- It takes a few sacrifices. Here’s another rule of thumb: something will always come up. Life has a way of getting in the way of your plans for getting fit and healthy. And far too often those things, large and small, win out over working out. Being successful doesn’t mean you have to eliminate valuable family time or housework or anything else. But it does take a few sacrifices, and getting your workouts in will definitely force you to make choices. Advanced planning can make a big difference. So can commitment. Find a way. Make it happen. Try looking at every workout (and your perseverance to make it happen) as though you’re setting a strong example for your family and for others to follow. Be that role model.
- Your friends make all the difference. Spending time with others who also value a commitment to working out and being healthy will give you a regular boost. Friends can provide valuable support. On the flip side, they can also provide negativity and can distract you from what you really want to accomplish. The best friends are those who champion your cause and inspire you to do more or be more. Even one person on your side who understands and supports you can make an important difference in your success.
- You’re capable of far more than you give yourself credit for. The human body is an amazing machine. Though some people are naturally more gifted than others, you should never automatically assume you can’t do something. And there’s no need to compare ourselves to others, especially with Olympic athletes and Ironman triathletes. Without exception, we’re all capable of achieving tremendous things, and each of us has a unique set of talents, experiences, and needs and wants. So whether you set your sights on vigorously walking 10 miles a week or have decided to run a half marathon, setting the goal is the first step. Set it and go for it.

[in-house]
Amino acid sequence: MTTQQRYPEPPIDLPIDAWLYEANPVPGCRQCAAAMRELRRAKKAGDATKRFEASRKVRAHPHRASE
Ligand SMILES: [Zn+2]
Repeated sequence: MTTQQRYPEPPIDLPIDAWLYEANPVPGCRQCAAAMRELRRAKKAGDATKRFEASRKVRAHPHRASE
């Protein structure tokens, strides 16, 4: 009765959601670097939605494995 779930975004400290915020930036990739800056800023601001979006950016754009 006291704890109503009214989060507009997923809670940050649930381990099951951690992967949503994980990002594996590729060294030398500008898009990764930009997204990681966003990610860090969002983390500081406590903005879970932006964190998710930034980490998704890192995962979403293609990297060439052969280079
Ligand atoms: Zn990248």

- It’s easy to do what people expect you to do; harder it is to do what’s right for you. There’s tremendous social pressure to conform to the standards set by the people in your life at work, at home, and among your friends. That others around you are NOT doing what you want to do is far too often a major obstacle to self-improvement. Pay them no heed. Decide for yourself what’s right for you, and don’t allow the opinions of people who aren’t concerned with their fitness to deter you from achieving everything you want.
- See more of what’s around you. Walking vigorously, running, cycling hard and hitting the gym can be intense times for us. It’s often referred to as “working out,” but it doesn’t have to be all work. If you’re working out outside, take a look around you. Feel the wind in your face and experience the day in all its glory. If it’s raining, feel that rain. If it’s hot, you’ll enjoy that cool drink of water even more. If you’re in a gym, say hello to people around you. Consider leaving the headphones at home. Your workout can be an opportunity to unplug from the electronic world, giving you a time for you to reconnect with the environment and the people around you. Rather than allowing your workout to add stress to your life, use it to proactively ease your burdens. And that may help make all it that much more worthwhile.